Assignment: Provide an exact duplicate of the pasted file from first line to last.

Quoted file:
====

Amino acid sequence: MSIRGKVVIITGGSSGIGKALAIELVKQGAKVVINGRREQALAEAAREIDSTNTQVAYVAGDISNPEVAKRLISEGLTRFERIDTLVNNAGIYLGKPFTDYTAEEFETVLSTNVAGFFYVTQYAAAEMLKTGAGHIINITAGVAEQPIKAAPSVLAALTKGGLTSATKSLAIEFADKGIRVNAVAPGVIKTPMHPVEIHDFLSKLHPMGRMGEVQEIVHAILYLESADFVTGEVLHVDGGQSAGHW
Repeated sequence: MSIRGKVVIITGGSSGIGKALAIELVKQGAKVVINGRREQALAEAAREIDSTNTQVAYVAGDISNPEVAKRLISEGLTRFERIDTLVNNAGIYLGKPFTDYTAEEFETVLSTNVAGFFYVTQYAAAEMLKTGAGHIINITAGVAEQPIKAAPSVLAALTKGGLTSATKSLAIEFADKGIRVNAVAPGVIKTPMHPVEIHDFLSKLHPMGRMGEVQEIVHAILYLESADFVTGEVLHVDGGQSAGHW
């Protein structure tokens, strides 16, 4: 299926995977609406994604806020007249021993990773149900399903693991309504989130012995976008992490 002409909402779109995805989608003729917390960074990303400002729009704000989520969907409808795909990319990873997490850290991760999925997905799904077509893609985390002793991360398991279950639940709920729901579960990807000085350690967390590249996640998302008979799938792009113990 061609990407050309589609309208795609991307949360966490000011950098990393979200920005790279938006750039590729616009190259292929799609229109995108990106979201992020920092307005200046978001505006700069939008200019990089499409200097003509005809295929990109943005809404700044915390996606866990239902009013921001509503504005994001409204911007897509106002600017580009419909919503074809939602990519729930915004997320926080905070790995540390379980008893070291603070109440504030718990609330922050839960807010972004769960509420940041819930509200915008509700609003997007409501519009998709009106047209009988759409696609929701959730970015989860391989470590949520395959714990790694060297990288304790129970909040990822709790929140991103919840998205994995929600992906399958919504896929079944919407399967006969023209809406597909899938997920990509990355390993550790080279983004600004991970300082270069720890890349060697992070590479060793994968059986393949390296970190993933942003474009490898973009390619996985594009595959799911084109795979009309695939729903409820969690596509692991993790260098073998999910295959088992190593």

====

Amino acid sequence: MSIRGKVVIITGGSSGIGKALAIELVKQGAKVVINGRREQALAEAAREIDSTNTQVAYVAGDISNPEVAKRLISEGLTRFERIDTLVNNAGIYLGKPFTDYTAEEFETVLSTNVAGFFYVTQYAAAEMLKTGAGHIINITAGVAEQPIKAAPSVLAALTKGGLTSATKSLAIEFADKGIRVNAVAPGVIKTPMHPVEIHDFLSKLHPMGRMGEVQEIVHAILYLESADFVTGEVLHVDGGQSAGHW
Repeated sequence: MSIRGKVVIITGGSSGIGKALAIELVKQGAKVVINGRREQALAEAAREIDSTNTQVAYVAGDISNPEVAKRLISEGLTRFERIDTLVNNAGIYLGKPFTDYTAEEFETVLSTNVAGFFYVTQYAAAEMLKTGAGHIINITAGVAEQPIKAAPSVLAALTKGGLTSATKSLAIEFADKGIRVNAVAPGVIKTPMHPVEIHDFLSKLHPMGRMGEVQEIVHAILYLESADFVTGEVLHVDGGQSAGHW
């Protein structure tokens, strides 16, 4: 299926995977609406994604806020007249021993990773149900399903693991309504989130012995976008992490 002409909402779109995805989608003729917390960074990303400002729009704000989520969907409808795909990319990873997490850290991760999925997905799904077509893609985390002793991360398991279950639940709920729901579960990807000085350690967390590249996640998302008979799938792009113990 061609990407050309589609309208795609991307949360966490000011950098990393979200920005790279938006750039590729616009190259292929799609229109995108990106979201992020920092307005200046978001505006700069939008200019990089499409200097003509005809295929990109943005809404700044915390996606866990239902009013921001509503504005994001409204911007897509106002600017580009419909919503074809939602990519729930915004997320926080905070790995540390379980008893070291603070109440504030718990609330922050839960807010972004769960509420940041819930509200915008509700609003997007409501519009998709009106047209009988759409696609929701959730970015989860391989470590949520395959714990790694060297990288304790129970909040990822709790929140991103919840998205994995929600992906399958919504896929079944919407399967006969023209809406597909899938997920990509990355390993550790080279983004600004991970300082270069720890890349060697992070590479060793994968059986393949390296970190993933942003474009490898973009390619996985594009595959799911084109795979009309695939729903409820969690596509692991993790260098073998999910295959088992190593």